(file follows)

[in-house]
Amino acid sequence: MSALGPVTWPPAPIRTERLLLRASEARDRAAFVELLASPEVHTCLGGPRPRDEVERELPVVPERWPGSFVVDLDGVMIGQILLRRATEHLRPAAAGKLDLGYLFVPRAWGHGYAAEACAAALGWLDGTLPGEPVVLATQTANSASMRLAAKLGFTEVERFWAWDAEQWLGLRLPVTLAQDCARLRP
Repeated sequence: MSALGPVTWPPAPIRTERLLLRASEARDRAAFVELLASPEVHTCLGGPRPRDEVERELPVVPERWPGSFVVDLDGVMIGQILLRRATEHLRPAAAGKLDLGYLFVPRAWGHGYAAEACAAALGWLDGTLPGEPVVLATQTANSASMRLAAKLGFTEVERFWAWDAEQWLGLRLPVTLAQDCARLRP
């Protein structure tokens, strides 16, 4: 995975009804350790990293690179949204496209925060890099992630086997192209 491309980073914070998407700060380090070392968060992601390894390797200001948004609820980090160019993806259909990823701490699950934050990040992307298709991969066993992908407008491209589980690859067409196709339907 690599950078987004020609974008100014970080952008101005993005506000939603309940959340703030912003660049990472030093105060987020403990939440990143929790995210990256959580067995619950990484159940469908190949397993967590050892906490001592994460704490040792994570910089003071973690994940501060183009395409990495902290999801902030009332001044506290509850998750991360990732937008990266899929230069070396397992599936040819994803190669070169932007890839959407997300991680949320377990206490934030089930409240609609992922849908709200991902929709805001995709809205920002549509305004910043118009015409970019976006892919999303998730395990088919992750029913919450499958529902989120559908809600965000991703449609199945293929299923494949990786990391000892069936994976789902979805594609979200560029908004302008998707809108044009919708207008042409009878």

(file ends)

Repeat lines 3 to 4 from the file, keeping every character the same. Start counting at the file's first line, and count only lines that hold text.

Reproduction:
Repeated sequence: MSALGPVTWPPAPIRTERLLLRASEARDRAAFVELLASPEVHTCLGGPRPRDEVERELPVVPERWPGSFVVDLDGVMIGQILLRRATEHLRPAAAGKLDLGYLFVPRAWGHGYAAEACAAALGWLDGTLPGEPVVLATQTANSASMRLAAKLGFTEVERFWAWDAEQWLGLRLPVTLAQDCARLRP
């Protein structure tokens, strides 16, 4: 995975009804350790990293690179949204496209925060890099992630086997192209 491309980073914070998407700060380090070392968060992601390894390797200001948004609820980090160019993806259909990823701490699950934050990040992307298709991969066993992908407008491209589980690859067409196709339907 690599950078987004020609974008100014970080952008101005993005506000939603309940959340703030912003660049990472030093105060987020403990939440990143929790995210990256959580067995619950990484159940469908190949397993967590050892906490001592994460704490040792994570910089003071973690994940501060183009395409990495902290999801902030009332001044506290509850998750991360990732937008990266899929230069070396397992599936040819994803190669070169932007890839959407997300991680949320377990206490934030089930409240609609992922849908709200991902929709805001995709809205920002549509305004910043118009015409970019976006892919999303998730395990088919992750029913919450499958529902989120559908809600965000991703449609199945293929299923494949990786990391000892069936994976789902979805594609979200560029908004302008998707809108044009919708207008042409009878």